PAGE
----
The weekly cash flow is adaptable to any industry and well suited for analyzing multi-divisional companies. Most finance professionals would view the weekly cash flow as a simple tool, however its complexity scales with the business it reflects. The weekly cash flow can be broken down by location for retailers, product lines for manufacturers and divisions for any company with more than one operating segment. In this fashion, the weekly cash flow can clearly illustrate which locations, product lines or divisions are performing, and which are not. Some analyses detail disbursements by vendor through supporting schedules, while others detail receipts by customer. Each cash flow analysis will reflect the requirements of its analyzed company. Some companies are required to ACH or wire payments to certain vendors, while others use checks, so it is important to clarify how these different types of disbursements affect the availability of cash. When every day matters, the differences between the bank balance and the book balance will be starkly apparent if comparing a same-day wire, a next-day ACH, or a five- to seven-day paper check. If every method of vendor payment is monitored and tracked in the weekly cash flow reports, it is much easier to stay on top of the situation when cash is tight.
Variance reporting, which tracks actual results and compares them to project results, is another important application of the weekly cash flow analysis. Simply updating the cash flow and rolling it forward is not sufficient — operating results must be measured and plans must be fine-tuned as soon as new data is available. If the company has never employed weekly cash flow analyses in the normal course of business, management tends to gain new and sometimes surprising insights into the day-to-day operations. These insights may include timing of sales during the month or season — sales may be greater at the end of the month or season — customer cash receipts, which may be skewed to a given week during the month, or timing of the completion of production.
Highlight Changes in New Cash
Whenever results are reported and additional weeks are added to the report, it is extremely important to make sure all future plans are adjusted based on the most recent week. For example, if a company records an additional $1 million of customer receipts in the first week, management must determine if the additional cash collected is the result of new sales from prior weeks or the earlier-than-expected receipt of payment. If the cash balance is growing without a change in collections, the weekly cash analysis would highlight if the disbursement of funds was delayed. Whatever the case may be, adjustments must be made accordingly. When a business routinely exceeds or falls short of its revenue forecast, its future projections must be updated. These adjustments are critical as additional weeks are added to the cash flow analysis since management relies on these updates to make important business decisions.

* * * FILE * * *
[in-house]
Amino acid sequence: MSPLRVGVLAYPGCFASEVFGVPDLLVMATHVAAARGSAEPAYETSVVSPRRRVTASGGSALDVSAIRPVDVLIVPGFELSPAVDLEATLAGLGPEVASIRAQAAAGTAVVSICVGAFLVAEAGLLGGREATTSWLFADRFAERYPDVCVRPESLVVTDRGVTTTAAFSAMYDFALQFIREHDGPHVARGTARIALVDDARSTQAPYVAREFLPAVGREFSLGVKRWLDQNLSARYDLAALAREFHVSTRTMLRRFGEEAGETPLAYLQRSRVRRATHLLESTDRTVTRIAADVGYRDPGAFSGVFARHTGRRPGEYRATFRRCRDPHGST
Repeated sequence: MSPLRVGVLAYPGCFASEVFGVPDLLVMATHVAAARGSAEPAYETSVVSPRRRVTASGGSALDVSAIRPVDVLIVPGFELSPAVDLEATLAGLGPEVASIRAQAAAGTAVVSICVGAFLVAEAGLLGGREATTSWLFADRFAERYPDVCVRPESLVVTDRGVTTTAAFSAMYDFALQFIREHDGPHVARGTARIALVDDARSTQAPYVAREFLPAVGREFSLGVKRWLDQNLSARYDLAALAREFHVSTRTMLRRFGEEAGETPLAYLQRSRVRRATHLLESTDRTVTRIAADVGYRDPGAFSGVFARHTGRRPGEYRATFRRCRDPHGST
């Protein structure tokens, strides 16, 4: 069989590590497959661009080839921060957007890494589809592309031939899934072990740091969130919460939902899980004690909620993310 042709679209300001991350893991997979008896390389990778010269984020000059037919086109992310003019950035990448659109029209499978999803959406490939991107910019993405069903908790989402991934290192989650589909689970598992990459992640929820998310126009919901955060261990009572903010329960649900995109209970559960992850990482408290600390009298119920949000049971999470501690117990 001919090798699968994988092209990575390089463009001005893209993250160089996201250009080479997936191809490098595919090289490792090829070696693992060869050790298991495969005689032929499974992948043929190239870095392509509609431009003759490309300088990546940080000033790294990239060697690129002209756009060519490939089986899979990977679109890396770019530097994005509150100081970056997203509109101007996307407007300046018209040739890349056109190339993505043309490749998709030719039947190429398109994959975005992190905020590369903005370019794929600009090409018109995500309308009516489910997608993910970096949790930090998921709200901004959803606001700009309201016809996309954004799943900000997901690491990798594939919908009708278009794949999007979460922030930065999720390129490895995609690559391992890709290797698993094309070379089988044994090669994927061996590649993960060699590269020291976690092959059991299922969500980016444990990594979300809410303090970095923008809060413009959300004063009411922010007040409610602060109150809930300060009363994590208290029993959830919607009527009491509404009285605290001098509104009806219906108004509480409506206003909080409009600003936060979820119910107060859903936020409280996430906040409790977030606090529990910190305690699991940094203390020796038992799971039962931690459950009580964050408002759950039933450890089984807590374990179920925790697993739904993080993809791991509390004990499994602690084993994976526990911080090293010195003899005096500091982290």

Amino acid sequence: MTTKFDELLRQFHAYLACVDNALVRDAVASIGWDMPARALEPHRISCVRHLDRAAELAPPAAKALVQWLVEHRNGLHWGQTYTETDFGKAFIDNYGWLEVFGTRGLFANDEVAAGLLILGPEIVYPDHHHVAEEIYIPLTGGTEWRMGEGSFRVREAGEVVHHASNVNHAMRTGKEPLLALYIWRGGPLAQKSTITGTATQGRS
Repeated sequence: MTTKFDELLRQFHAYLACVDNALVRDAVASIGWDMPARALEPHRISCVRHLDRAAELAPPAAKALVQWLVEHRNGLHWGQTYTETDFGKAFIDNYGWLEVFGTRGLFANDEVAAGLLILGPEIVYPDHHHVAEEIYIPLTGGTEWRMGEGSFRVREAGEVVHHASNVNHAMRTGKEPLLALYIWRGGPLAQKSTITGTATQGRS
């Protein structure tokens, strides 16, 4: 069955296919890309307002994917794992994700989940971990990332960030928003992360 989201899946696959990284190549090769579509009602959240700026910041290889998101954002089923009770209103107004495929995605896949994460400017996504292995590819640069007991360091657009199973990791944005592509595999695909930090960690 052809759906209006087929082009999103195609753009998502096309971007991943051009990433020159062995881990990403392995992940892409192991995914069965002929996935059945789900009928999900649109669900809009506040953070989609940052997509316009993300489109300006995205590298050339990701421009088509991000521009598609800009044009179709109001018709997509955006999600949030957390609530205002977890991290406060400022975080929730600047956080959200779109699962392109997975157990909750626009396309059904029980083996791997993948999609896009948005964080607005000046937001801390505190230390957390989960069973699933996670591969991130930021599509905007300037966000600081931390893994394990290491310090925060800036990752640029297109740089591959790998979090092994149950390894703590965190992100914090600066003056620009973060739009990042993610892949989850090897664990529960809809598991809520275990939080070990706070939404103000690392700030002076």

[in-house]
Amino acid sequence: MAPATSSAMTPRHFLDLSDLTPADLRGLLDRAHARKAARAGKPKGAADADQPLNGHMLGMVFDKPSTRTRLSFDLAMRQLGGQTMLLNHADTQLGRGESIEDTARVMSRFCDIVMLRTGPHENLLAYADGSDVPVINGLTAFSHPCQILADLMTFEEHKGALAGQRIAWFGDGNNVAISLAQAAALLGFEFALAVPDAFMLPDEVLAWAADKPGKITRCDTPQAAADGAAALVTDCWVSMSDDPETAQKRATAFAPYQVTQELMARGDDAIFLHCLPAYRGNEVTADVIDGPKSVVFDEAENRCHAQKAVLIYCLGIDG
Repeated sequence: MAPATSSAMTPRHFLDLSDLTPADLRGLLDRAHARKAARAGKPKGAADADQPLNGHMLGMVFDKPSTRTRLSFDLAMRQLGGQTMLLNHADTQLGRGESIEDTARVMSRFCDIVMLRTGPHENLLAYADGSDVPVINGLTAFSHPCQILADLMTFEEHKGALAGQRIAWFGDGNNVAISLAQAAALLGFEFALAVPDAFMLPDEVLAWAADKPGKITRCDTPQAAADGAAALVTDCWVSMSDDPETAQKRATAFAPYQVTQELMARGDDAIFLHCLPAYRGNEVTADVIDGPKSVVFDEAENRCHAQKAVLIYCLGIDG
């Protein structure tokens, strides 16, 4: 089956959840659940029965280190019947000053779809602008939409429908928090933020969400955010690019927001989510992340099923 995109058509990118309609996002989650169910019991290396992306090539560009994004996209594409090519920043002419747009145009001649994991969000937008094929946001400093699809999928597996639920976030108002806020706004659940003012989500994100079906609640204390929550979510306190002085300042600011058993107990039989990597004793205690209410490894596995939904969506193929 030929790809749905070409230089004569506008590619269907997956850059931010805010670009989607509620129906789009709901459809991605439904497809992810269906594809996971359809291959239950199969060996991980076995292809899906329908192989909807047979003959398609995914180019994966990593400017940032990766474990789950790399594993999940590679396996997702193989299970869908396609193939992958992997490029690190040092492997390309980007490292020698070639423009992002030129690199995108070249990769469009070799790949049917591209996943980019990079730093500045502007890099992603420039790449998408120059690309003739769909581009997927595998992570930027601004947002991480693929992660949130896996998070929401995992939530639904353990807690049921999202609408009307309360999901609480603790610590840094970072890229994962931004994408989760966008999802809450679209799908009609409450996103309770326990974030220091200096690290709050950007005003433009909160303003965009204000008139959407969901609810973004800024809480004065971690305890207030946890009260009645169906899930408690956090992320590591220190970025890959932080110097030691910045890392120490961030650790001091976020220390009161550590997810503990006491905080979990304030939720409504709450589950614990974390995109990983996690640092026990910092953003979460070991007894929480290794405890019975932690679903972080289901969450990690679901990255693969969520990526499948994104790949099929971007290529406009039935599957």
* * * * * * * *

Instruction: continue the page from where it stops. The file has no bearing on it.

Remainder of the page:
These examples underscore the importance of this basic, yet powerful, tool regularly utilized by restructuring consultants. Yet many companies have not adopted a weekly cash flow analysis as a best practice. In one recent assessment of a $250 million revenue company which designs, sources and distributes various products to retailers, the first item on the information request list was a weekly cash flow forecast. This company, with very seasonal sales clustered in the second half of the year, had never produced a weekly cash flow report. To compound matters, there was a three-month lag in producing financial statements. It is astonishing for a company of that size and with that level of seasonality to be uninformed about its cash flows on a routine basis, much less manage its cash position carefully. While seasoned financiers may consider it a simple tool, a weekly cash flow analysis provides information, insight and benchmarking to any company utilizing it, from the large multi-national corporation to the small local restaurant chain, enabling better choices and outcomes for each week going forward.